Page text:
HONOLULU (HawaiiNewsNow) - Last month, the governor said one of the reasons it took the state 15 minutes to post about the false missile alert on social media — even though he knew after two — was because he didn't have the login information to his own Twitter account.
And that's something he planned to change, he told reporters.
But asked Tuesday whether he had direct control of his social media accounts yet, Gov. David Ige brushed off the question.
"No, I don't do Twitter in my office, so clearly I never had the password," Ige told reporters, at a news conference in which he detailed what the state planned to do to better prepare for a ballistic missile threat.
Instead, Ige said, he relies on staff to post all content — and that's a decision that could cost him in an increasingly social media-savvy world, experts say.
Ige generated national headlines last month when, in explaining the state's delay on posting about the false missile alert on social media, he said he didn't have the account login and password to his Twitter account.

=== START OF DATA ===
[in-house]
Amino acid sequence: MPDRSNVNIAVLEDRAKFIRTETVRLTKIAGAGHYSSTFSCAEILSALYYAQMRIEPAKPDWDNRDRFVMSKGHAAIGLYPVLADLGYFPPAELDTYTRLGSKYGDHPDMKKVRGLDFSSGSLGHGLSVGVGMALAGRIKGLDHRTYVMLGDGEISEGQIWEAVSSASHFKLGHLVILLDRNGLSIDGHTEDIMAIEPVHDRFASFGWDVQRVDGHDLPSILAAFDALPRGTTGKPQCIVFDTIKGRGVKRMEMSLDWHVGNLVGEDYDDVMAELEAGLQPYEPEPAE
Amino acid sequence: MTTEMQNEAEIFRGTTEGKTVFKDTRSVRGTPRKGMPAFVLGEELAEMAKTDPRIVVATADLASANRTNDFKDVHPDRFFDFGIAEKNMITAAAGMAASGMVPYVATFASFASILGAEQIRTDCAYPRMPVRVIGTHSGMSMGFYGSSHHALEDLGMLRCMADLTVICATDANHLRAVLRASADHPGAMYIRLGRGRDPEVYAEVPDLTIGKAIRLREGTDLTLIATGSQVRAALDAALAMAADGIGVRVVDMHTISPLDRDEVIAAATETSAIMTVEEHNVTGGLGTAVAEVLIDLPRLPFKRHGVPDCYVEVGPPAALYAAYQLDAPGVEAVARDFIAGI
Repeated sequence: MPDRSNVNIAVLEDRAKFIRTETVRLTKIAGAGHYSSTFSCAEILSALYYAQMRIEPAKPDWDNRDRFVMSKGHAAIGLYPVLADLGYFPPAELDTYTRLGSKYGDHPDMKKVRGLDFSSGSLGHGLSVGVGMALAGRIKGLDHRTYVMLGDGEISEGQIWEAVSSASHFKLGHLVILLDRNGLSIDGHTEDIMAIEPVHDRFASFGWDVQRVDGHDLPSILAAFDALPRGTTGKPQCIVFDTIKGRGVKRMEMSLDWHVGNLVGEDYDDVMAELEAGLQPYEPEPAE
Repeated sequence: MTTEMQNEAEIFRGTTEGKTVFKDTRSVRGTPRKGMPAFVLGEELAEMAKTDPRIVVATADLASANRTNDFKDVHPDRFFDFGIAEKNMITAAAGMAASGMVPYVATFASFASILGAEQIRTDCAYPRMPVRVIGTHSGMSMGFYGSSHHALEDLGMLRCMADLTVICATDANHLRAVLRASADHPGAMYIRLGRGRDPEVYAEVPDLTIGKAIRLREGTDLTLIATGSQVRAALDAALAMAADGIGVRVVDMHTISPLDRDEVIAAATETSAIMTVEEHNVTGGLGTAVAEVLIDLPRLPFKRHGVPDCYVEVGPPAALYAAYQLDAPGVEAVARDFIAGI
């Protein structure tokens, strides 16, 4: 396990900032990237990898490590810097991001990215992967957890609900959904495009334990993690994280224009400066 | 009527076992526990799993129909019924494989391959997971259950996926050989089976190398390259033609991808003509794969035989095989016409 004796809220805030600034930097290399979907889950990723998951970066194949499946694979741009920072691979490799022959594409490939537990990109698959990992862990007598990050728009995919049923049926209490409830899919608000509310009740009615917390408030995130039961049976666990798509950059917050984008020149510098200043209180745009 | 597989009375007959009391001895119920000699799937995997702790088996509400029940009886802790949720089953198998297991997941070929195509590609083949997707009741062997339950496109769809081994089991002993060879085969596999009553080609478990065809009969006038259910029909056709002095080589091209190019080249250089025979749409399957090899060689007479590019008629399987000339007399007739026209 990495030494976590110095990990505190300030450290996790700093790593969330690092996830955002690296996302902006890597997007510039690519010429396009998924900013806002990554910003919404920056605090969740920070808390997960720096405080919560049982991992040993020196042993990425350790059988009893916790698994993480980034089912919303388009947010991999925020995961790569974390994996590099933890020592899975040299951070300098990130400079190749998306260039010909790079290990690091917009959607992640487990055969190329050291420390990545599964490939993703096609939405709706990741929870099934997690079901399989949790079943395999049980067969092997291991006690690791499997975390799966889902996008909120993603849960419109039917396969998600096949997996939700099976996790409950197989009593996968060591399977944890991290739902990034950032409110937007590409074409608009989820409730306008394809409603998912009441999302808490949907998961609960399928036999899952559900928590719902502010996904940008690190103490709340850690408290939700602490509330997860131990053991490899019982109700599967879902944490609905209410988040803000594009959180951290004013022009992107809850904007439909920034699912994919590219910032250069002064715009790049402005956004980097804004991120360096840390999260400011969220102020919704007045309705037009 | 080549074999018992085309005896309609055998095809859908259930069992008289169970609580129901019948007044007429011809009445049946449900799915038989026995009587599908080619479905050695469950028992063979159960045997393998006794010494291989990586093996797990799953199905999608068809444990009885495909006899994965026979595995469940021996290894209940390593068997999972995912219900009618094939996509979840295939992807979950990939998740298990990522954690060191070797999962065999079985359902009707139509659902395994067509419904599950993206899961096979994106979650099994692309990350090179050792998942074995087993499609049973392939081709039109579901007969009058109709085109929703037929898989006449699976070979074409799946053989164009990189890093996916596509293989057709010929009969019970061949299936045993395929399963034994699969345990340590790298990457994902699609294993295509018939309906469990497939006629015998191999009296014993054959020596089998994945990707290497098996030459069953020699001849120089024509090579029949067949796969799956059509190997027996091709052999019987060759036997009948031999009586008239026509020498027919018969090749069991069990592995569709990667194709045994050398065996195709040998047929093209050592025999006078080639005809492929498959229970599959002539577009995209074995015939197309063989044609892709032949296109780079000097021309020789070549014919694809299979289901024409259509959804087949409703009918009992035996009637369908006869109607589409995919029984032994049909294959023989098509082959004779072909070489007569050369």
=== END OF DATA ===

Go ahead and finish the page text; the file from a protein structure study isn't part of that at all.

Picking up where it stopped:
"So, certainly that's one of the changes that I've made,"he said at the time. "I've been putting that on my phone so I can access the social media directly."
During a press briefing Tuesday, though, Ige appeared to be going in a different direction.
When asked whether he felt that being personally connected to his social media accounts wasn't important, he said, "I have many responsibilities that I have to do in the course of my normal day, and certainly I have not chosen to actively engage in social media."
And state officials stressed at Tuesday's news conference that it's incorrect to think that the governor and other elected officials are "primarily responsible for timely warning and notification" in times of crisis. The Hawaii Emergency Management Agency is responsible for that function, they said.
But young voters might not buy that argument, said HNN Political Analyst Colin Moore.
He said politicians today struggle with whether to use social media themselves.
And Moore said a lot of his students at the University of Hawaii have talked about this issue of social media and politics.
"They (his students) are a bit embarrassed that he couldn't remember his Twitter password," he said, adding that for older voters that might seem like a minor blemish, but for younger voters it might be an unforgivable sin.
"The fact that many people did learn that the missile attack was false from Tulsi Gabbard's Twitter account, I think only underscores how important this technology has become," he added.